Smart, talented young people from 25 different countries enjoyed a whole week of site visits, discussions and presentations at the European Nuclear Young Generation Forum (ENGYF)...and I was thrilled to be part of it.
We were several hundred in number, exploring the main theme of Innovation in Nuclear at all the week’s events. What became clear was how diverse we are, in terms of technology, people and cultures; many of the presentations spoke of new, novel reactor types, challenges faced across the industry and how a new mind-set is required to solve them.
Collaboration, communication and co-operation
Central to all activities was a drive to share ideas, ask questions and work together – something which can be successfully applied in any field. The event brought together a wide spread of people with different experiences and ideas, including delegates from industry, the supply chain and academia.
The week, based at Manchester’s Victoria Warehouse, saw presentations from international speakers across a range of topics, workshops on realistic problems and topical matters, day visits to 14 different UK sites and numerous networking events.
For myself, it was great to catch up with familiar faces and the new relationships that I made will undoubtedly prove invaluable. We were reminded by some presenters that the people attending will go on to be future leaders, despite just beginning our careers right now.
Innovation in nuclear: a rich heritage and a bright future
It was a good reminder to myself of why I joined the nuclear industry. Many of the speakers noted that nuclear is both an exciting field and very relevant in today’s world. There were many pioneering technologies that we looked at, but Small Modular Reactors, Molten Salt Reactors and robotics were highlighted as good examples of how nuclear is an evolutionary field.
The young generation
With an industry-wide skills shortage – exacerbated by new build – I realised that revitalisation is needed.
Events such as ENYGF are great for bringing together young minds to share ideas and meet colleagues who might face similar challenges in a totally different area.
- So what can we do, as a young generation, to make a difference?
- How can we ensure that our voices are really heard by decision-makers?
I don’t doubt that everyone choosing a nuclear career does so in the knowledge that it’s simultaneously one of the biggest challenges and one of the most important factors in our future. The advice heavily impressed on us was to take every opportunity for self-development; don’t be afraid to challenge the norm in trying something innovative; and keep expanding circles of influence through networking and volunteering.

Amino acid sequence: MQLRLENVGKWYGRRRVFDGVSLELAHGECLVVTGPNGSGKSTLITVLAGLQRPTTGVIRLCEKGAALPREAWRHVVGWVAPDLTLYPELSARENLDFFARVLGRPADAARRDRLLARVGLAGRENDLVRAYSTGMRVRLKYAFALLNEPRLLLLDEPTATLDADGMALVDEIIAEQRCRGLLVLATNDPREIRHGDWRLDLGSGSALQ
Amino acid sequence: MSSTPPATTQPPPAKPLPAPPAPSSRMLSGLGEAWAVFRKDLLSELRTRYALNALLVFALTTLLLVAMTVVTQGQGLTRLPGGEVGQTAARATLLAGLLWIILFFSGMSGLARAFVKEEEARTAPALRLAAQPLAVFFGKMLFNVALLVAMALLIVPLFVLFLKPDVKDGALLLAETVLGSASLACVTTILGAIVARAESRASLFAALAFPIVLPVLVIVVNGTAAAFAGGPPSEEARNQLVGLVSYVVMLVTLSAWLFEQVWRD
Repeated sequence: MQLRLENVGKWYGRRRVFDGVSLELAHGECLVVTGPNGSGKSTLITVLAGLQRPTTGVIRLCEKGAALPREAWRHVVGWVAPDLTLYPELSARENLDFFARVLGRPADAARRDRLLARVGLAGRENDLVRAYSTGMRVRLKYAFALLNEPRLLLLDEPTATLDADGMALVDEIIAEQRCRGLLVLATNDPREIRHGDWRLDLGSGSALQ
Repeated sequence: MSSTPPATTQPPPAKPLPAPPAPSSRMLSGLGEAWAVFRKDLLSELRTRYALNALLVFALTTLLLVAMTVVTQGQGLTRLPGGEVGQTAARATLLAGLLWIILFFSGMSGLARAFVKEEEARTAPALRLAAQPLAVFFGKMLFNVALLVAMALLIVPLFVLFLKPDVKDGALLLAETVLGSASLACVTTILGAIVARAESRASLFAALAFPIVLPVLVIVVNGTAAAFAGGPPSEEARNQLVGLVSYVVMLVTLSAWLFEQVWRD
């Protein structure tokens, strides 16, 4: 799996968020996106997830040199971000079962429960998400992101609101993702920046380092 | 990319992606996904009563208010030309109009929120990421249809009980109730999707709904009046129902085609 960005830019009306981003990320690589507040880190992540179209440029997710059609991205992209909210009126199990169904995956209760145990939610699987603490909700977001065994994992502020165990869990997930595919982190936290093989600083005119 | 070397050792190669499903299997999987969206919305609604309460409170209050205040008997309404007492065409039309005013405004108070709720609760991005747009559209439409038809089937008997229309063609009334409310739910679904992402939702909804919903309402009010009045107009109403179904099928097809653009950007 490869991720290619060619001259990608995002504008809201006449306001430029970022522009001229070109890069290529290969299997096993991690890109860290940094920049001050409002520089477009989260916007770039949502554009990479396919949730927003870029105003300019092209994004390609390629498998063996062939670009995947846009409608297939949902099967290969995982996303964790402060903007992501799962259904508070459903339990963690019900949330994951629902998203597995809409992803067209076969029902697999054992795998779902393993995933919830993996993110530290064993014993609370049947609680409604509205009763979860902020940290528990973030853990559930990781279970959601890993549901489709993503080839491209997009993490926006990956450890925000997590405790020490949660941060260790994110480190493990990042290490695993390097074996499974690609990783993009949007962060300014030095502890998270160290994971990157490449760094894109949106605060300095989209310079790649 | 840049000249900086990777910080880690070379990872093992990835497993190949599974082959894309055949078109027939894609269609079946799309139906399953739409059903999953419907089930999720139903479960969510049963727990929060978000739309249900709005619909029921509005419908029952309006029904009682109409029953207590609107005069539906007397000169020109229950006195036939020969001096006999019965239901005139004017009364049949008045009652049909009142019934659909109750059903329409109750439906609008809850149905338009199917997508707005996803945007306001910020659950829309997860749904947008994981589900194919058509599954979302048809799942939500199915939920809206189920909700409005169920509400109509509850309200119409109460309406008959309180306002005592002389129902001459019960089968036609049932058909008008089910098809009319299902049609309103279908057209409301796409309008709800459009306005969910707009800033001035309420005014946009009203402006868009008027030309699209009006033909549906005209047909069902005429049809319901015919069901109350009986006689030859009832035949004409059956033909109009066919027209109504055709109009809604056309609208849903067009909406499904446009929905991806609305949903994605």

NDA-sponsored nuclear graduate Arun Khuttan added:
Seeing the talent of people at ENYGF was promising for the future of nuclear. But there is definitely space for more! Talks, panel sessions and workshops were extraordinarily inspiring as they demonstrated not only company commitments to research and development, but how committed organisations are to develop the skills of people working for them. People truly sat at the heart of some of these businesses, and it only reinforced the message that I’ve learnt during my time at the NDA: Without good people you cannot have good business!
The atmosphere was vibrant and I left with a wallet full of business cards, a brain full of information and a heart full of hope, excited to see what opportunities lie ahead for the next generation of industry specialists.
The Nuclear Institute Young Generation Network is an ever-expanding group of young nuclear professionals and enthusiasts.
YGN provides a platform for networking, education and career development. This is achieved through professional seminars, networking events, industrial tours and much more...